Research – Dietary Inclusion of a Saccharomyces cerevisiae-Derived Postbiotic Is Associated with Lower Salmonella enterica Burden in Broiler Chickens on a Commercial Farm in Honduras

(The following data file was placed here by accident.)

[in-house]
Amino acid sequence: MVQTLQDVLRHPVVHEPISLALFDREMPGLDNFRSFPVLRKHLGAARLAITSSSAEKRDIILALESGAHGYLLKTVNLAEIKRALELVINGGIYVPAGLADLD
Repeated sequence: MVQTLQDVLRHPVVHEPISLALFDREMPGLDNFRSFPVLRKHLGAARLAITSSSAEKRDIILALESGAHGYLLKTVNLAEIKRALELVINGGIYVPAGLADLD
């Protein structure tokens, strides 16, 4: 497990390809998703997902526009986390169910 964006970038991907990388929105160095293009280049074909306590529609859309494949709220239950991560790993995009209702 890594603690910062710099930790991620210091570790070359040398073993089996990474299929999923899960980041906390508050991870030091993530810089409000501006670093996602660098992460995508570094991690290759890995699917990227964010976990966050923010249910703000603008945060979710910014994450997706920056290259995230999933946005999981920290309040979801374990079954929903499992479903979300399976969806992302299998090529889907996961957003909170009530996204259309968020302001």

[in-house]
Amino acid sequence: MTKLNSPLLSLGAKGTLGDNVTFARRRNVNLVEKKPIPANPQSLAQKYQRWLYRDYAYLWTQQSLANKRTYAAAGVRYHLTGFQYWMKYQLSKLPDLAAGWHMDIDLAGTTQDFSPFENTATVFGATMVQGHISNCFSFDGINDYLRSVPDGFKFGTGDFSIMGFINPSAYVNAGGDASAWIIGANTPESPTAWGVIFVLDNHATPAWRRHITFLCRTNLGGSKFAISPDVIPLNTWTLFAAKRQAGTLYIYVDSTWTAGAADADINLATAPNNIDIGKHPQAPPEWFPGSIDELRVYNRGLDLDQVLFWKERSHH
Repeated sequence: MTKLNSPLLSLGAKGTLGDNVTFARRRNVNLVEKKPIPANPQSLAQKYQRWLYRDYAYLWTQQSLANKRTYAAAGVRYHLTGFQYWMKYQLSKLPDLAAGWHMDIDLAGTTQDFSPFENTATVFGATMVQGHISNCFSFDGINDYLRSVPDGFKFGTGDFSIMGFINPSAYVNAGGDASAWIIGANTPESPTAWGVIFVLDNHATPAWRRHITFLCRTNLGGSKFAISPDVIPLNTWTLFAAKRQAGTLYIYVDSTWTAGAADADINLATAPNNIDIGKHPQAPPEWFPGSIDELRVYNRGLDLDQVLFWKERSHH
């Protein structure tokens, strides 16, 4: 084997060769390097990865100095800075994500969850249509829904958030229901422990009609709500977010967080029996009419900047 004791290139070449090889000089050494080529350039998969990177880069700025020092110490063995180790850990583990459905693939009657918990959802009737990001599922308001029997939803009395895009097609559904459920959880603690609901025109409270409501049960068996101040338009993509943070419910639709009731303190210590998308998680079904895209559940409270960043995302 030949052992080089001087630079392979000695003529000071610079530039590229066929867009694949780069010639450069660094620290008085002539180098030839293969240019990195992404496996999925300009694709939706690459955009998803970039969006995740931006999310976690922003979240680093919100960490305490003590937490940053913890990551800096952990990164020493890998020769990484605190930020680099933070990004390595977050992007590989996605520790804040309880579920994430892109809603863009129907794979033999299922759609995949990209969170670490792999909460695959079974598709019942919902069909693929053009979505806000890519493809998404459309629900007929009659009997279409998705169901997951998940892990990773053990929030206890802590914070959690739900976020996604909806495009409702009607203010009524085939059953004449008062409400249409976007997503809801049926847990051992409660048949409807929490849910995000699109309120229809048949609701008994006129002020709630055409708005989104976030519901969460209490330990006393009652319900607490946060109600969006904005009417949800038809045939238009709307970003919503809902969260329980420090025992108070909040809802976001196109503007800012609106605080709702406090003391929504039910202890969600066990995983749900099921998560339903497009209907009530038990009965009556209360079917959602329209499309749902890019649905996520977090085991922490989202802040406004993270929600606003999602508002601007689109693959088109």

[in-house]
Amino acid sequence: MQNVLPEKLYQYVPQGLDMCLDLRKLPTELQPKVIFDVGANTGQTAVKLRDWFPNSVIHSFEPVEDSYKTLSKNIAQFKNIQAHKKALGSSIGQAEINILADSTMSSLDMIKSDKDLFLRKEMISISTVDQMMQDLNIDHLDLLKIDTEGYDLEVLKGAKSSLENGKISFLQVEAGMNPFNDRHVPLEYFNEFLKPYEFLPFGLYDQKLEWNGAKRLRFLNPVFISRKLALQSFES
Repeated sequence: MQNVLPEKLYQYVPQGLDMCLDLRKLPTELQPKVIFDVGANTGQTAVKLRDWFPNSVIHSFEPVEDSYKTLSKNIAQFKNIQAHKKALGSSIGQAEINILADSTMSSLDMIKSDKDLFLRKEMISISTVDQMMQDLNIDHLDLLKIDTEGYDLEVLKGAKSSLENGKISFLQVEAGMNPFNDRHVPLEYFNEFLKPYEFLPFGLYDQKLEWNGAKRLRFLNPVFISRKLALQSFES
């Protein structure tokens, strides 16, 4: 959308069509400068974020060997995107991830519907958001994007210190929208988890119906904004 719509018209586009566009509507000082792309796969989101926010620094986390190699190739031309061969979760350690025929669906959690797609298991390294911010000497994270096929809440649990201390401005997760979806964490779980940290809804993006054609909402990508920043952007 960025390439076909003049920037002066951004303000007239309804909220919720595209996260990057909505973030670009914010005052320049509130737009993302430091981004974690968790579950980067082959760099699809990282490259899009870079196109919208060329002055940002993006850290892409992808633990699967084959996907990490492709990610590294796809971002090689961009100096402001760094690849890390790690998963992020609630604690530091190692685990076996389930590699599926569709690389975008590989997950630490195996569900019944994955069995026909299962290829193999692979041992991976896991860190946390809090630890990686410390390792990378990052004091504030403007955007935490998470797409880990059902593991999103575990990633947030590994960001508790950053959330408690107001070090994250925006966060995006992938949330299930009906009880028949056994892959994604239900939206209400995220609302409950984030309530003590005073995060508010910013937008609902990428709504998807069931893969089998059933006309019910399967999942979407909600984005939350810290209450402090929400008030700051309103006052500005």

Postbiotic feed additives may aid foodborne pathogen reduction during poultry rearing. The study objective was to evaluate a postbiotic additive in parallel to an industry control diet and the subsequent associated burden of Salmonella enterica on a single, commercial broiler farm in Honduras. Twelve houses were matched and assigned the standard diet (CON) or standard diet plus postbiotic (SCFP). New litter was placed in each house and retained across flock cycles with sampling prior to each chick placement and three consecutive rearing cycles. At ~33–34 days, 25 ceca were collected on-farm from each house, treatment, and cycle. Salmonella prevalence in litter for CON (30.6%) and SCFP (27.8%) were equivalent; however, Salmonella load within positive samples was lower (p = 0.04) for SCFP (3.81 log10 MPN/swab) compared to CON (5.53 log10 MPN/swab). Cecal prevalence of Salmonella was lower (p = 0.0006) in broilers fed SCFP (3.4%) compared to CON (12.2%). Salmonella load within positive ceca were numerically reduced (p = 0.121) by 1.45 log10 MPN/g for SCFP (2.41 log10 MPN/g) over CON (3.86 log10 MPN/g). Estimated burden was lower (p = 0.003) for SCFP flocks (3.80 log10 MPN) compared to CON (7.31 log10 MPN). These data demonstrate the preharvest intervention potential of postbiotics to reduce Salmonella enterica in broiler chickens. View Full-Text

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